Powers and Functions of High Court: Jurisdiction, High Court Article 214 to 232

By K Balaji|Updated : November 3rd, 2022

Powers and Functions of High Court are defined in the Indian Constitution in the form of different types of jurisdiction such as an original, appellate, writ, and supervisory. The Constitution also includes a court of Record and judicial review as the high court powers and functions. The High court of India is a part of the judiciary. It plays an essential role in administrating the functioning of the district courts and other judiciary offices in the State.

The judges appointed in the high court exercise powers and functions of High Court as per the rule of law. Below mentioned are all the details about the jurisdiction of High Court and its functions.

Powers and Functions of High Court

The Constitution of India does not explicitly lay down the powers and functions of the High court. However, it has provisions for the powers and functions of High Court judges.

Powers and Functions of High Court PDF

High Courts are considered to be the highest appellate authority of the State that consists of different types of jurisdiction, and each of them enjoys several powers and functions. The powers of the high courts are divided into five different parts, which are explained below.

Powers of High Court

The High Court is the administrative body of the State that superintends all the other courts in the State, acts as a court of Record, can perform a judicial review, have the power of certification, and have administrative powers. The powers of the High Court are as follows-

Court of Record:

Like the Supreme Court of India, the High court acts as the court of Record. This means that the judges of the subordinate courts can use the records of judgment made by the High court judges to make decisions for the deciding cases. Also, the high court has the right to punish the guilty person or an institution in all matters of contempt.

Administrative Powers:

Not only does High court have the power to superintend and control the subordinate courts, but it also has the right to ask them for the details of the proceedings to enquire into the documents or the records. Moreover, the high court can issue specific rules concerning the subordinate court's work. It has the right to appoint the staff for administration and decide their salaries, services, and allowances.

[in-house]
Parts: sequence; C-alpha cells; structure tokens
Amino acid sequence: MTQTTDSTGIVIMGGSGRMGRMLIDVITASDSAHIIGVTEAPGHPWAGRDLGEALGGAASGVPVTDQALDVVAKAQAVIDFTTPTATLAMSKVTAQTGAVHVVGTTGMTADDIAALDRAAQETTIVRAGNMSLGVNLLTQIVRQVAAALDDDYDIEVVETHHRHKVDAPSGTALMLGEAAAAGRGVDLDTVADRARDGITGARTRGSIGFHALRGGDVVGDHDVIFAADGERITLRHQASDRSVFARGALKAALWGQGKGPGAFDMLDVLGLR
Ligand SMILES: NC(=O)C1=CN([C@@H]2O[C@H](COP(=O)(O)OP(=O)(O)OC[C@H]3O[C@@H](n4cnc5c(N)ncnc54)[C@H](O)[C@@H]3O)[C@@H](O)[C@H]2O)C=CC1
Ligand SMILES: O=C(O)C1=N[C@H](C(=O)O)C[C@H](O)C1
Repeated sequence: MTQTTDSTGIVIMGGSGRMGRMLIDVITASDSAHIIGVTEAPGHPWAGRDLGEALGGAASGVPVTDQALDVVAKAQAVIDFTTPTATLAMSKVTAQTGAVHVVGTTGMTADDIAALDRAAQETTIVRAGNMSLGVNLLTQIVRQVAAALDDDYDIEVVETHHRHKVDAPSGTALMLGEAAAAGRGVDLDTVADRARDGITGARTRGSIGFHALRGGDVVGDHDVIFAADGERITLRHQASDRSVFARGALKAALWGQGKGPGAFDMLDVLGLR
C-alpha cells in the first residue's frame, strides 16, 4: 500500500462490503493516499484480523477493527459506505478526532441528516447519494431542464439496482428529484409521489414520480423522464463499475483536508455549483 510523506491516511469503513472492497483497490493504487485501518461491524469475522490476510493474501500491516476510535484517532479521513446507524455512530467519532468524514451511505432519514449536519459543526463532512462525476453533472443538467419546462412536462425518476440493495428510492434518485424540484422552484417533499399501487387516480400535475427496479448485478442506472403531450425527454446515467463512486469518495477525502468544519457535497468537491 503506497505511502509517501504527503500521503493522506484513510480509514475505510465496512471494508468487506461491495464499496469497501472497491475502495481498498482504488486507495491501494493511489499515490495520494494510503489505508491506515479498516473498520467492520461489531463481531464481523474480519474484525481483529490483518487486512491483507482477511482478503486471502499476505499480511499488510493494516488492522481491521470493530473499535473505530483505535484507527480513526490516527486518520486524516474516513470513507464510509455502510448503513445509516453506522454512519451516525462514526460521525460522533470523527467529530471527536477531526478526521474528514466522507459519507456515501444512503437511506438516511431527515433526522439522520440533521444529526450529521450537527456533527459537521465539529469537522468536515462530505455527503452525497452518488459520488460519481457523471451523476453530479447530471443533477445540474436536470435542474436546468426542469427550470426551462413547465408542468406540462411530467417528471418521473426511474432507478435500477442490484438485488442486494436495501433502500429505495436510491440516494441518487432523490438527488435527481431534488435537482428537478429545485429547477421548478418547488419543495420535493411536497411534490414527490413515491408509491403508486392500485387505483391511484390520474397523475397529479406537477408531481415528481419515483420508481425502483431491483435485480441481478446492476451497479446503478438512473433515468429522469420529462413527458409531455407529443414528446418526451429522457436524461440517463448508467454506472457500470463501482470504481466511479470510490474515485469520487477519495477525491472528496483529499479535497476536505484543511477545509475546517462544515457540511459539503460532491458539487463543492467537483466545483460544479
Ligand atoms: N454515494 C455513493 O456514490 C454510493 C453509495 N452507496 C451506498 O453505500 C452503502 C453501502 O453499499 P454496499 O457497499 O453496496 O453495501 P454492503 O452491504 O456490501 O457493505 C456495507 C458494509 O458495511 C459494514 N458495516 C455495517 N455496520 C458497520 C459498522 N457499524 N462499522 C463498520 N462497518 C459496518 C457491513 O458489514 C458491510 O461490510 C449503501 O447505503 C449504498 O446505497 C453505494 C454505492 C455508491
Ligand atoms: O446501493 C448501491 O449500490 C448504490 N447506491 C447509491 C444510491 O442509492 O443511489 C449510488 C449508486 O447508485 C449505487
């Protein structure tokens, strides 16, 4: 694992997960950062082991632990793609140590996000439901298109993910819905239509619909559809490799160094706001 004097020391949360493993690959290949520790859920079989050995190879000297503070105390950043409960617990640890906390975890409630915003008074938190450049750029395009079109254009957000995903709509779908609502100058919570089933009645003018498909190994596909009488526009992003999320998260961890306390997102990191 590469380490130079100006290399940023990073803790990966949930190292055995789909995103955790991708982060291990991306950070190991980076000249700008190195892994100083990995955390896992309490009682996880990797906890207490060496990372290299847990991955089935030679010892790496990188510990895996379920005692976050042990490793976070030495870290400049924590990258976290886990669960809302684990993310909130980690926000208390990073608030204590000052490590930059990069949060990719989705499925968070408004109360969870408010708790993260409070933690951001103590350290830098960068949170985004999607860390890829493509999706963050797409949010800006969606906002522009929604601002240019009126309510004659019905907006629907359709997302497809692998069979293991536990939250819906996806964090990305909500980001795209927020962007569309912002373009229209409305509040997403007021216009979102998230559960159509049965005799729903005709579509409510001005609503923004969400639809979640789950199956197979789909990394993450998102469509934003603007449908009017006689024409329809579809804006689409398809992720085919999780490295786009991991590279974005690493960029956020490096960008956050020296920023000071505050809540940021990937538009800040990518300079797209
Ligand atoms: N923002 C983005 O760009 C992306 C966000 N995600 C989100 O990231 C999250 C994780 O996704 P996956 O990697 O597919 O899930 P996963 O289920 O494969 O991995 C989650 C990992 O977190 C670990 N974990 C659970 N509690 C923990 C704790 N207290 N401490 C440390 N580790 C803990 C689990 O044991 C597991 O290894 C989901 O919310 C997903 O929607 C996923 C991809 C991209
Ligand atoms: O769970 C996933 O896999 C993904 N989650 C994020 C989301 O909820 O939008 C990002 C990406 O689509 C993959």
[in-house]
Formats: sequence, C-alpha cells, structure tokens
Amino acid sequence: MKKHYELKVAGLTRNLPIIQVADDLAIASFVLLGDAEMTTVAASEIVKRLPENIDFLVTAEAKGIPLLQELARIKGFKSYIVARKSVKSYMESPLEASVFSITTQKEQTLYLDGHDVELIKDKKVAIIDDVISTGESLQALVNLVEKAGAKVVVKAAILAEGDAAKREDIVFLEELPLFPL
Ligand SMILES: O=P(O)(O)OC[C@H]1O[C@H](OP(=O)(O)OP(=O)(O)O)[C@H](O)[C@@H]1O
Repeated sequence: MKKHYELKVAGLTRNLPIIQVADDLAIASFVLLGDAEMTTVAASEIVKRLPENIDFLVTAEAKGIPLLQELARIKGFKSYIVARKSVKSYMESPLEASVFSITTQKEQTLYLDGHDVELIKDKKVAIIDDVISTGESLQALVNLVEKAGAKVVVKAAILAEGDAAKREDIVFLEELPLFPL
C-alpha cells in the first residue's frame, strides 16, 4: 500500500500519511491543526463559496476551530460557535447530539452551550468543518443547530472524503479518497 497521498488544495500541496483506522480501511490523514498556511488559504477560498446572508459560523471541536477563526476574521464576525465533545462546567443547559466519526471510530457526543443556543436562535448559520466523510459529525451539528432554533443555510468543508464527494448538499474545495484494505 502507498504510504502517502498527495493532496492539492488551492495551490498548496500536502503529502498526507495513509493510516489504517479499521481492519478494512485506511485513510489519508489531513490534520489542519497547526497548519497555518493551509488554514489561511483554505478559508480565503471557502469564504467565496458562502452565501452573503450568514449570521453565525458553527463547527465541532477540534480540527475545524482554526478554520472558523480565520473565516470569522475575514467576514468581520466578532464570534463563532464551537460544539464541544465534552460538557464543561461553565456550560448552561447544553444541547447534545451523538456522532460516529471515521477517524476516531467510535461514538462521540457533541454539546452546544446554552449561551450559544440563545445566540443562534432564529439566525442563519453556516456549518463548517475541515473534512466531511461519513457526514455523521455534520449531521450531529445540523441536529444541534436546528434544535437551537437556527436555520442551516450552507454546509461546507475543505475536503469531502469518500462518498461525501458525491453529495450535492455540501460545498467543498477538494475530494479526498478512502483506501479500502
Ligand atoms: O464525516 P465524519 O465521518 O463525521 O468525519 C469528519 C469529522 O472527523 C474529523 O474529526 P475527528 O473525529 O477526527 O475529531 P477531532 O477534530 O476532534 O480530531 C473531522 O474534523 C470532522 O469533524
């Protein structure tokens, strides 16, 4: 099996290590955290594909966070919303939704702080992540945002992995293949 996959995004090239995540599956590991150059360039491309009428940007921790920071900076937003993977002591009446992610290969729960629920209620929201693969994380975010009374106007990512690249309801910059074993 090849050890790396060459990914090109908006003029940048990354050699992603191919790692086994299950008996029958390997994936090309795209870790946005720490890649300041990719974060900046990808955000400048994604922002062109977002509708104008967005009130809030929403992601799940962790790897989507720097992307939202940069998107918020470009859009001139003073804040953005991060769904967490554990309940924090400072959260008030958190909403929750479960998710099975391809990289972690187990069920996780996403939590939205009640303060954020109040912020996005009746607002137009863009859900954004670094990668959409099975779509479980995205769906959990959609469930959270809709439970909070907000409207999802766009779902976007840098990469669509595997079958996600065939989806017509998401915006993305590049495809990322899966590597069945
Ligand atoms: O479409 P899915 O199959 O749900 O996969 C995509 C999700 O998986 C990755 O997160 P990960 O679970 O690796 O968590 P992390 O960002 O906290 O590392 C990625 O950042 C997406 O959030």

Power of Judicial Review:

The high court has the power to examine and judge the executive orders of the State and the central government along with the constitutionality of the legislative enactments. Article 226 and 227 of the Indian Constitution has the provision to confer the power of High court of judicial review accurately.

Power of Certification:

The high court can certify the cases for appeal before the Supreme Court.

Power of Superintendence- Control over Subordinate Courts:

The high court autonomy is described below-.

  • High Court is responsible for administrating the justice of the entire State.
  • The power of superintendence of the High Court over all the other subordinate courts of the State doesn't face any restrictions from the Constitution. However, the Supreme Court doesn't enjoy such powers.
  • It is administrative as well as judicial in nature.
  • High Court helps the governor appoint, transfer, or promote the district courts' judges and other state judicial officers.

Functions of High Court

Article 214 to Article 231 of the Constitution of India have provisions to specify the functions of the high court, powers, organization, and jurisdiction.

Jurisdiction of High Court

The Indian Constitution doesn't hold a specific provision for the functions of high court. However, it is mentioned that the High court has jurisdiction over revenue matters. The jurisdiction of the high court is as follows:

Original Jurisdiction: